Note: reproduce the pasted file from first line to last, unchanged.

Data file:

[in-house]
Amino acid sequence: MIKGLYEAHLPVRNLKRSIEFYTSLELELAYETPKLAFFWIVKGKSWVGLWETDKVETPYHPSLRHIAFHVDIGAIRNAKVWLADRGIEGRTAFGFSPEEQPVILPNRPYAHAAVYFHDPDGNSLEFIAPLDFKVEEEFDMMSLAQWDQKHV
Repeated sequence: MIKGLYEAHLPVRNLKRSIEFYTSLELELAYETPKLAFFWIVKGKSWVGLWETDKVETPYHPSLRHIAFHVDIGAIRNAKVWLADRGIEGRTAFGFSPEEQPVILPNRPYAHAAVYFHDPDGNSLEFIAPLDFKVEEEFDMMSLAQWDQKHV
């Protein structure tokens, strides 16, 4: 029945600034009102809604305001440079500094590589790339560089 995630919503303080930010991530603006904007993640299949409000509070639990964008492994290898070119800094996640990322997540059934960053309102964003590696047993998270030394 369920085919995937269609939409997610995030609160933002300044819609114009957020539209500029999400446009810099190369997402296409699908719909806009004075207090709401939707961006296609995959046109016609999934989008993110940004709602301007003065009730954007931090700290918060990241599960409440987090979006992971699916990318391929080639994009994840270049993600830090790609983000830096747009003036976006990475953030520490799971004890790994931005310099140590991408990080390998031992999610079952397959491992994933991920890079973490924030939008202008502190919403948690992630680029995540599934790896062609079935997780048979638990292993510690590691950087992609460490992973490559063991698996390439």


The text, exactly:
[in-house]
Amino acid sequence: MIKGLYEAHLPVRNLKRSIEFYTSLELELAYETPKLAFFWIVKGKSWVGLWETDKVETPYHPSLRHIAFHVDIGAIRNAKVWLADRGIEGRTAFGFSPEEQPVILPNRPYAHAAVYFHDPDGNSLEFIAPLDFKVEEEFDMMSLAQWDQKHV
Repeated sequence: MIKGLYEAHLPVRNLKRSIEFYTSLELELAYETPKLAFFWIVKGKSWVGLWETDKVETPYHPSLRHIAFHVDIGAIRNAKVWLADRGIEGRTAFGFSPEEQPVILPNRPYAHAAVYFHDPDGNSLEFIAPLDFKVEEEFDMMSLAQWDQKHV
């Protein structure tokens, strides 16, 4: 029945600034009102809604305001440079500094590589790339560089 995630919503303080930010991530603006904007993640299949409000509070639990964008492994290898070119800094996640990322997540059934960053309102964003590696047993998270030394 369920085919995937269609939409997610995030609160933002300044819609114009957020539209500029999400446009810099190369997402296409699908719909806009004075207090709401939707961006296609995959046109016609999934989008993110940004709602301007003065009730954007931090700290918060990241599960409440987090979006992971699916990318391929080639994009994840270049993600830090790609983000830096747009003036976006990475953030520490799971004890790994931005310099140590991408990080390998031992999610079952397959491992994933991920890079973490924030939008202008502190919403948690992630680029995540599934790896062609079935997780048979638990292993510690590691950087992609460490992973490559063991698996390439």